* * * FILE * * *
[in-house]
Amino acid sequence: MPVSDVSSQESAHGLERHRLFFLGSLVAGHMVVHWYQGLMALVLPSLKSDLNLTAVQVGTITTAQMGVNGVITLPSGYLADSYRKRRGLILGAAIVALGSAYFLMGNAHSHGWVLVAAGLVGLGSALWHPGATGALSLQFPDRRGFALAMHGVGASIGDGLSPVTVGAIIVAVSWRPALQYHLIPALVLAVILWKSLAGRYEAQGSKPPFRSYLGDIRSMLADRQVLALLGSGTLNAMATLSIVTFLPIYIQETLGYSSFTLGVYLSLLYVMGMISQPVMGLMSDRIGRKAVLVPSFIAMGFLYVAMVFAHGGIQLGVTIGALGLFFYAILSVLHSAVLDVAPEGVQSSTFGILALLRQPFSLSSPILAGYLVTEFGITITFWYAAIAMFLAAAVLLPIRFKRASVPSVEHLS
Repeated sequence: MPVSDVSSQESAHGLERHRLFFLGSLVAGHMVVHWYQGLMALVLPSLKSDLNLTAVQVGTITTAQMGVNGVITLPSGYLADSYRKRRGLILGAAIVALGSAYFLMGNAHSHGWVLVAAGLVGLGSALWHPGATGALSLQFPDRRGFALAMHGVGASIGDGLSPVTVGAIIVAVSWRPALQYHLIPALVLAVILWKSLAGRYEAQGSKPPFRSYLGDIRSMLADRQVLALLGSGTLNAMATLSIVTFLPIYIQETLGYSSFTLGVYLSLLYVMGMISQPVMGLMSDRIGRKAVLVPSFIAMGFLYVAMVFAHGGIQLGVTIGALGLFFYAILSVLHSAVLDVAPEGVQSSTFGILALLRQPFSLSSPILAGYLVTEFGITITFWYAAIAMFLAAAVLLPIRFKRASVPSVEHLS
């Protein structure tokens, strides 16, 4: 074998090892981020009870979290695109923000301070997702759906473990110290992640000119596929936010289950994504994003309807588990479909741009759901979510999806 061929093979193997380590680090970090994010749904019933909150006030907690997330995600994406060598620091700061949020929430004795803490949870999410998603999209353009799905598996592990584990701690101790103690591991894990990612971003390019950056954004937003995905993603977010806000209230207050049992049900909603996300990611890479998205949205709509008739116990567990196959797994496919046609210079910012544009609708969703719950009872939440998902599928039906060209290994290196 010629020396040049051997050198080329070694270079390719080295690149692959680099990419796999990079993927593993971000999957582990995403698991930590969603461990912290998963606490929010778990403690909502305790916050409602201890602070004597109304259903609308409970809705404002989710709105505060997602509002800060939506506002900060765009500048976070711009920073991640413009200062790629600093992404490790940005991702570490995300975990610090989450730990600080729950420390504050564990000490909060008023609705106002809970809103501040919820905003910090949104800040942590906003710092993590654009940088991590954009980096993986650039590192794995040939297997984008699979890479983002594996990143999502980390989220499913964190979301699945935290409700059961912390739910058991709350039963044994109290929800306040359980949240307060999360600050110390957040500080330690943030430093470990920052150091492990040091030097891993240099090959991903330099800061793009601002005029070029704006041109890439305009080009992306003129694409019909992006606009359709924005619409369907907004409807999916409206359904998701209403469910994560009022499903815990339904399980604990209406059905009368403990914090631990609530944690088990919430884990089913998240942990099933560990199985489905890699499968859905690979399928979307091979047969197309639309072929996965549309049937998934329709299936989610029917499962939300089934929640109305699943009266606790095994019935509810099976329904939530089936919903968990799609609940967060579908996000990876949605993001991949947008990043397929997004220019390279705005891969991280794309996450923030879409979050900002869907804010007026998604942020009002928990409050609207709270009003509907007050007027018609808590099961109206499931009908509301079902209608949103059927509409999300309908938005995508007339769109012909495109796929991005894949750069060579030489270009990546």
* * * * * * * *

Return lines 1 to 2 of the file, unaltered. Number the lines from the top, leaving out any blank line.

[in-house]
Amino acid sequence: MPVSDVSSQESAHGLERHRLFFLGSLVAGHMVVHWYQGLMALVLPSLKSDLNLTAVQVGTITTAQMGVNGVITLPSGYLADSYRKRRGLILGAAIVALGSAYFLMGNAHSHGWVLVAAGLVGLGSALWHPGATGALSLQFPDRRGFALAMHGVGASIGDGLSPVTVGAIIVAVSWRPALQYHLIPALVLAVILWKSLAGRYEAQGSKPPFRSYLGDIRSMLADRQVLALLGSGTLNAMATLSIVTFLPIYIQETLGYSSFTLGVYLSLLYVMGMISQPVMGLMSDRIGRKAVLVPSFIAMGFLYVAMVFAHGGIQLGVTIGALGLFFYAILSVLHSAVLDVAPEGVQSSTFGILALLRQPFSLSSPILAGYLVTEFGITITFWYAAIAMFLAAAVLLPIRFKRASVPSVEHLS